LTE Bonding vs Load Balancing
Load balancing is used to efficiently distribute the resources of multiple Internet service providers (ISPs) on one device among many clients and connections. Bonding is used to utilize the resources of multiple ISPs in order to achieve higher speeds for a single connection. Therefore, load balancing is usually used to provide better service to an entire network by distributing existing resources (such as a large WiFi network), while bonding is used where having the max speed for a single connection is required (such as video streaming or large file download).
This article discusses the differences between bonding and load balancing processes in LTE (specifically) connections for devices that have multiple LTE modules. Currently, only these Teltonika-Networks devices support dual-LTE:
If you wish to learn how to configure load balancing on Teltonika-Networks devices, please watch this video.
Note: Teltonika-Networks devices do not support bonding.
Load balancing is way of distributing traffic over multiple connections. It does not bond the connections together, but distributes the available resources among clients and connections.
For example, in a network with 4 clients that have established 10 connections to the Internet each, 50/50 ratio load balancing can distribute this traffic equally over two different network interfaces using different ISPs. (Other ratios can be applied as well.)
Bonding is the process of aggregating multiple individual connections into a single connection. In other words, bonding can combine the resources of multiple ISPs in order to increase the speed of a single connection.
It works by establishing multiple connections over different ISPs to a VPN server. Data is sent and received over all connections and added up at the server. Thus, bonding can provide much faster data rates for a single connection.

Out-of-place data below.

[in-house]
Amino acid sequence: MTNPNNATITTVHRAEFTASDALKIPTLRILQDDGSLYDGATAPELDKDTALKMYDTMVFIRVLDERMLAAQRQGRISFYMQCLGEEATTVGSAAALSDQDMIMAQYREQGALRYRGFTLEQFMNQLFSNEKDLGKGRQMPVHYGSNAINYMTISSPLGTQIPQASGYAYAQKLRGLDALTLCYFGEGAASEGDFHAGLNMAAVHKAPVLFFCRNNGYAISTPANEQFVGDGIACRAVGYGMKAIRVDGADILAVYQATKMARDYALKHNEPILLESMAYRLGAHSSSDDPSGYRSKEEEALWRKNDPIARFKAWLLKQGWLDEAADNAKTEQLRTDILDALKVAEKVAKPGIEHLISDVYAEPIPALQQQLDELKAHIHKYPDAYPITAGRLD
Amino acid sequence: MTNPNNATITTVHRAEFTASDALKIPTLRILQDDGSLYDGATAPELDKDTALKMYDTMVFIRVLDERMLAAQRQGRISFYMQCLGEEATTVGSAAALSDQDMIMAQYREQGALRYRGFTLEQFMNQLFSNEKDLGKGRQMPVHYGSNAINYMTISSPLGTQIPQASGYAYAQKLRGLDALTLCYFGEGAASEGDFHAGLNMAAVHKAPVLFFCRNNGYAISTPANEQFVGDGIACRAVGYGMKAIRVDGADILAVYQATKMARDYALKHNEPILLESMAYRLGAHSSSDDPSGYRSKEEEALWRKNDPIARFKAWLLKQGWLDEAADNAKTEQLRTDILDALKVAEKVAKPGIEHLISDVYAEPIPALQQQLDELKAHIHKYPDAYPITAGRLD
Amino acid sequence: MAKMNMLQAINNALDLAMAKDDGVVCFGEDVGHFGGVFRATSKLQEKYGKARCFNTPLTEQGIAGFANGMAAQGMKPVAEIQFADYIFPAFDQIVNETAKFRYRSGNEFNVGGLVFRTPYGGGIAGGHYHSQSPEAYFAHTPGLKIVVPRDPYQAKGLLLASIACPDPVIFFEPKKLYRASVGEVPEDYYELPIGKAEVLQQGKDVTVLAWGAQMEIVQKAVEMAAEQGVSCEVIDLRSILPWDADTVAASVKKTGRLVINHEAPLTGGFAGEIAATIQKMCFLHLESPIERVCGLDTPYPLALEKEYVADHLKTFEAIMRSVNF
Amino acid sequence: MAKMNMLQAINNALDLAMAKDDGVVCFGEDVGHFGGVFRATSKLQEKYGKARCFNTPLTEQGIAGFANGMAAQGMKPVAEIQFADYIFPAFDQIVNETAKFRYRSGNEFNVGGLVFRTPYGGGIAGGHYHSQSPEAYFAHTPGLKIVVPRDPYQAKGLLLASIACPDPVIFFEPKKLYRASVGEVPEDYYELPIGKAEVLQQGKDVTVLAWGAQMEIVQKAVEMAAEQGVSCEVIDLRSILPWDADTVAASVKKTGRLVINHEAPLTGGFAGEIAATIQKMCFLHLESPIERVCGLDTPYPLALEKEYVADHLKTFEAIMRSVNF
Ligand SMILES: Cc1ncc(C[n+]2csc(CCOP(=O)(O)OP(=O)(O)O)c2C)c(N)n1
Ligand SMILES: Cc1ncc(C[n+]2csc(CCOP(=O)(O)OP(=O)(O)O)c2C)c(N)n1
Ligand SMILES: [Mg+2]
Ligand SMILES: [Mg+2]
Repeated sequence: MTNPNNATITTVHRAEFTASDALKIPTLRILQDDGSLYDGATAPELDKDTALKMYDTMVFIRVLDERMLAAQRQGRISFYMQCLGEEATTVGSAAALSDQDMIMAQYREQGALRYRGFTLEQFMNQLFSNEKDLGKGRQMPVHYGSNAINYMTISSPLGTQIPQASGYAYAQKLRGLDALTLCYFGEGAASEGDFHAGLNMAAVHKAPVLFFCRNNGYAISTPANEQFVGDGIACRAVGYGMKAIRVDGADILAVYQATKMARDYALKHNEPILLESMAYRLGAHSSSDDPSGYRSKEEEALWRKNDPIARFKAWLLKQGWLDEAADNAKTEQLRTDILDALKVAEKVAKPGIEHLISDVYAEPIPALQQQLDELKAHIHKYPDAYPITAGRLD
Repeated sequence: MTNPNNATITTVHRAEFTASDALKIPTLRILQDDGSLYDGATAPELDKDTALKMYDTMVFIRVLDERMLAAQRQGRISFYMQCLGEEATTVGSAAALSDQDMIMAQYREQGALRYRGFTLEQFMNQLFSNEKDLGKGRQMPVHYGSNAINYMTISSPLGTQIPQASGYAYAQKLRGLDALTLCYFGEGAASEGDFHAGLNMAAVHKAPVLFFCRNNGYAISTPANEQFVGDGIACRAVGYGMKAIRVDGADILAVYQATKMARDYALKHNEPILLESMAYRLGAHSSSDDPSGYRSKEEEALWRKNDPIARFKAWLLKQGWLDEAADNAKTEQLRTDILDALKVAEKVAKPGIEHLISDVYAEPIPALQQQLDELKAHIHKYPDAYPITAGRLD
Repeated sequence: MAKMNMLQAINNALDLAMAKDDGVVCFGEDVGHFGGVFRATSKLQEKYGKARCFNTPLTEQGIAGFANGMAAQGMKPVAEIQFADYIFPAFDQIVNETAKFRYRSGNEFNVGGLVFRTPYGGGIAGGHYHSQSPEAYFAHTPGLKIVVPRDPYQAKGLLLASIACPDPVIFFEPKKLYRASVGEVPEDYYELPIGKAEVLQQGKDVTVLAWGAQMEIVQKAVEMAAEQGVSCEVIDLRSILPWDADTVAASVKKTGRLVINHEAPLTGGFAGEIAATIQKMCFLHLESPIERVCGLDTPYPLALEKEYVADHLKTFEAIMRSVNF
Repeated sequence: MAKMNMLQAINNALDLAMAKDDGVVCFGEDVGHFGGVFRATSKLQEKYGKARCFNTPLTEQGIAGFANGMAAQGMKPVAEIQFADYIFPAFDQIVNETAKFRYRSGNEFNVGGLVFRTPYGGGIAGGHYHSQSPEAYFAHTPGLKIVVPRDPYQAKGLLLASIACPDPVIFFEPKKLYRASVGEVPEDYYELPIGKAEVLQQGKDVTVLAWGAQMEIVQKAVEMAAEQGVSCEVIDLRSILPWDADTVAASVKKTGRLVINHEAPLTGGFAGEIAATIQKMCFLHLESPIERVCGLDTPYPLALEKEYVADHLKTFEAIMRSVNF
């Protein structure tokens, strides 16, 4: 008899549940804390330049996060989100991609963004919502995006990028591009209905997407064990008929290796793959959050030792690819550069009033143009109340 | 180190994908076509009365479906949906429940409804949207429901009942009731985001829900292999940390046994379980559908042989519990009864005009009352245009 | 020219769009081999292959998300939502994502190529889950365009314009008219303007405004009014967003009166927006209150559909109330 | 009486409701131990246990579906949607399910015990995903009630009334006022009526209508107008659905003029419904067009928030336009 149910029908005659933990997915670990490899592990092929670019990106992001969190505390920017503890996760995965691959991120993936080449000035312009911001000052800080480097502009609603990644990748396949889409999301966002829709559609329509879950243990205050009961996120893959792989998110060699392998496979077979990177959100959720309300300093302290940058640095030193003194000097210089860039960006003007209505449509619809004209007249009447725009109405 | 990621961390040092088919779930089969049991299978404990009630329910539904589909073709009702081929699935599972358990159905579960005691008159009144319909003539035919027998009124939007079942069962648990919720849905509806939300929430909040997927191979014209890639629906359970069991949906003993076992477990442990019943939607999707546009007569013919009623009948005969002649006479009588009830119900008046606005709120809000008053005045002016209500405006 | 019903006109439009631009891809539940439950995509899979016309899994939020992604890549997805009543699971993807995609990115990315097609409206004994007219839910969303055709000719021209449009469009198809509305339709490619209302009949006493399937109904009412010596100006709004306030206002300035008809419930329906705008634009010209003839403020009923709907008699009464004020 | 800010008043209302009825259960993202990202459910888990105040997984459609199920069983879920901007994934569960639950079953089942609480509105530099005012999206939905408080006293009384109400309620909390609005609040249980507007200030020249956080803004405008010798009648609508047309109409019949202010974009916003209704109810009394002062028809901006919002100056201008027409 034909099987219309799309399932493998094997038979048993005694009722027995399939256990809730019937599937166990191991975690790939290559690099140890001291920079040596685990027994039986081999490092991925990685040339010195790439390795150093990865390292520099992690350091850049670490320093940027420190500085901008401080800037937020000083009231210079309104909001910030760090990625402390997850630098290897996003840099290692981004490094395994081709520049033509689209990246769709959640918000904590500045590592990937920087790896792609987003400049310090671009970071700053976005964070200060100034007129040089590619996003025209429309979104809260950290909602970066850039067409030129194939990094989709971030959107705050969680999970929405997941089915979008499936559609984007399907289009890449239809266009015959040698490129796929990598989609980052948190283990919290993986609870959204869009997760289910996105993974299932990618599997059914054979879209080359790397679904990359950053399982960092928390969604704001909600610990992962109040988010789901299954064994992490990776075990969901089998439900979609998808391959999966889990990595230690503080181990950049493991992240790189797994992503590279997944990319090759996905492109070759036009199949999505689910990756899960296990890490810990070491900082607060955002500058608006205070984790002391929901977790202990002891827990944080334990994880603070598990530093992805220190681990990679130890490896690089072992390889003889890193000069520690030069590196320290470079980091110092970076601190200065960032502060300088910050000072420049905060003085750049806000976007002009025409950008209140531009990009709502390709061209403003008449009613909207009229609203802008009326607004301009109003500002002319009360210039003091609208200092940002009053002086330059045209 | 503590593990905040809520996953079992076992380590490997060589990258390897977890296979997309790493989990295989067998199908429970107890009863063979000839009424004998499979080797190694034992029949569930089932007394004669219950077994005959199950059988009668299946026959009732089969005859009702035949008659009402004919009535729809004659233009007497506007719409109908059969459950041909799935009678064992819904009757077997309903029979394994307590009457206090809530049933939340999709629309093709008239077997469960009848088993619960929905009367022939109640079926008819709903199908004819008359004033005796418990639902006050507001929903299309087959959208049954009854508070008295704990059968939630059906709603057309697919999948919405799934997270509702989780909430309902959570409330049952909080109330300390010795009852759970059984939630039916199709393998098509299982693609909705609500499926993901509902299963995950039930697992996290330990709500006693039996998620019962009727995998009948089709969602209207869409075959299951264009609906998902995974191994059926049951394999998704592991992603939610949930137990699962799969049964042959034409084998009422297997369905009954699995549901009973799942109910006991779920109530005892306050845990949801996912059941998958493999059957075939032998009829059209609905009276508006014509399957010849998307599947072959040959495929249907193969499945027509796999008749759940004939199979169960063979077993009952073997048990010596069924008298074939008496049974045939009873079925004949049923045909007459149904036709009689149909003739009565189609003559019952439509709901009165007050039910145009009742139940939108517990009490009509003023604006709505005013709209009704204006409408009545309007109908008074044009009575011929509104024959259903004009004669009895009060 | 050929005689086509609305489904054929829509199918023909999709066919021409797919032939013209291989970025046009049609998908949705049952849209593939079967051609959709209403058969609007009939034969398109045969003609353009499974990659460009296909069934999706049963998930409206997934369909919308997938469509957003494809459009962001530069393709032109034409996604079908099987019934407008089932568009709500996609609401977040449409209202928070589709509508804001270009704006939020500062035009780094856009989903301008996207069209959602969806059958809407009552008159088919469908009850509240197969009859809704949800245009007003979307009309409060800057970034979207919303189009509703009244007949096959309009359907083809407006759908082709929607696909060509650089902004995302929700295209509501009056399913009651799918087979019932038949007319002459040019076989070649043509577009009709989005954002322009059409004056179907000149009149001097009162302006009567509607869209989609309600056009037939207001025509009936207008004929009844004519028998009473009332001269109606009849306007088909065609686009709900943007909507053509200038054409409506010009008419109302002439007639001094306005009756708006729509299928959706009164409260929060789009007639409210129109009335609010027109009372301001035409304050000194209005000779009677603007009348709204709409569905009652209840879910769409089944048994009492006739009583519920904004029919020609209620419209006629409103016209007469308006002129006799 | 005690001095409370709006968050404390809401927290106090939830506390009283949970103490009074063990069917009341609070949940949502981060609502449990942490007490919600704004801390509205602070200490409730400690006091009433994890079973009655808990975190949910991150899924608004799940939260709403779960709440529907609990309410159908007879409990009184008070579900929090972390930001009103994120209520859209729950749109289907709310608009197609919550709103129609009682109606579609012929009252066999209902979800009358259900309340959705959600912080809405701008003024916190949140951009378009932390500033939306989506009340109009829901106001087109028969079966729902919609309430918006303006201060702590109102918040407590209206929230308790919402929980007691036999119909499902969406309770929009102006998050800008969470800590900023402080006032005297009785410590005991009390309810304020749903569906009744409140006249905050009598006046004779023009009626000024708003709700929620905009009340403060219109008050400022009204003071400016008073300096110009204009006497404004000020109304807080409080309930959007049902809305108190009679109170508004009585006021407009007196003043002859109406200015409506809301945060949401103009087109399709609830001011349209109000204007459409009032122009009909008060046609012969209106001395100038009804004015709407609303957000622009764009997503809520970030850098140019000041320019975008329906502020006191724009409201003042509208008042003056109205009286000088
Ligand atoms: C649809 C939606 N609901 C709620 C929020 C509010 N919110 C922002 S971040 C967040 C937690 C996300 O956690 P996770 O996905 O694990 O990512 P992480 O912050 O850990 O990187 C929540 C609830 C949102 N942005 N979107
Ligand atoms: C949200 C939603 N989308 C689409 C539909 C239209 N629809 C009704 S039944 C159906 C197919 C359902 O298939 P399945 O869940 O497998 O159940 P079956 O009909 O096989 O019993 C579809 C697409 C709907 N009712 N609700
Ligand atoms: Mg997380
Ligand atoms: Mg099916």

For example, let's assume that a device behind a router with two SIM cards wants to establish a connection with a host on the Internet. When the router is using bonding, two separate connections to a VPN server are established over each SIM card interface. Then data from the end device to the host can be transferred via the server using both connections at the same time.
Both bonding and load balancing data speeds will depend on a device's software and hardware capabilities.
For example, when using load balancing on a RUTX12 you may expect SIM1 plus SIM2 speed minus about 15 %*:
*15 % is a good factor for managing expectations. The actual speed value may be both higher or lower, depending on the environment of operation.
If compared devices are identical in their capabilities, we can expect load balancing speed to be equal to bonding speed. However, as discussed previously, one would shared over many connections while the other is used on a single connection: